April 12, 2015
The other day I read an article talking about 10 foods everyone should make at home. Bread was one of the ten. I gotta say I like it when someone says, “everyone should be doing this…” and I am doing it.
Growing up, mother made bread. It was the sixties and early seventies and there was an onslaught of commercials enticing folk to buy easy no work food. Our family, like most, bought and ate plenty enough of this no work food, including bread. So, homemade bread was not a stable during the week, but instead was relegated to weekend food. More like pie.
When we were young adults Belinda and I began making bread. It was a once-in-a-while effort. Encouraged by Belinda’s father and mother, bead made in the home slowly became a norm. If nothing else, Belinda’s father was an opinionated man. A gadget like a bread machines was okay if it were the only way you would make bread. But if you are really going to make bread, you had better get your hands in the middle of the work. He opinionated that if you had time to eat well, you had time to make bread, and everyone has the time to eat well. Any surprise our bread machine has sat on the top shelf in the pantry for a long time?
If there was one thing that kept my bread making practice a once-in-a-while affair it was kneading, particularly the first. Then one day the folks gave us a Kitchen Aid. Now, the Kitchen Aid is just this side of a bread machine, but we choose to think not and in favor of weekly bread, Belinda’s daddy affirmed our thinking. And, after all, it doesn’t do all the kneading. But it does handle the first one and that was enough to get my hands into dough most every week.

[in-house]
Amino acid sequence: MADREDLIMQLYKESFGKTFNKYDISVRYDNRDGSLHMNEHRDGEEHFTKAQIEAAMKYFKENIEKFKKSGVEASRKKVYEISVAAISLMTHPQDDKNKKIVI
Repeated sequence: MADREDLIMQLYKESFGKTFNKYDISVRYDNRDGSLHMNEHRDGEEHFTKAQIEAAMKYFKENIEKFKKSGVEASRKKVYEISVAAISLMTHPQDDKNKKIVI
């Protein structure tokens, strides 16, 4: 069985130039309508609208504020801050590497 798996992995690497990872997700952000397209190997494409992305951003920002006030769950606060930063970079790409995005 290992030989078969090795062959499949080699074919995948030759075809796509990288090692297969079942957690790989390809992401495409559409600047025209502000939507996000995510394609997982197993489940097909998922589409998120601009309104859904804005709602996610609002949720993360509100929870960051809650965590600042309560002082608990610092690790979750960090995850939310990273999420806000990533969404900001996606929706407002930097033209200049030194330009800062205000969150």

After years of bread making I still don’t like the first kneading, I still use the Kitchen Aid, but I have come to enjoy the other kneadings. Pulling the dough, folding it over itself, pushing the folds together with the heel of the hand, turning it a little and repeating the process has become a weekly practice. Kneading lends itself to the contemplative. A bit of the spiritual comes from the weekly making of bread—a wonderful food all by itself, yet one that also enhances any number of foods.
The early spring has been a busy one and the other day I was thinking I did not have the time to make bread. Then guests came out to the farm for a meeting. They arrived just as the bread, a raisin-cranberry, came out of the oven. The looks and smiles that arrived at the same time reminded me, there is always time for good food. A good remembrance in this time when one chore seems piled upon another.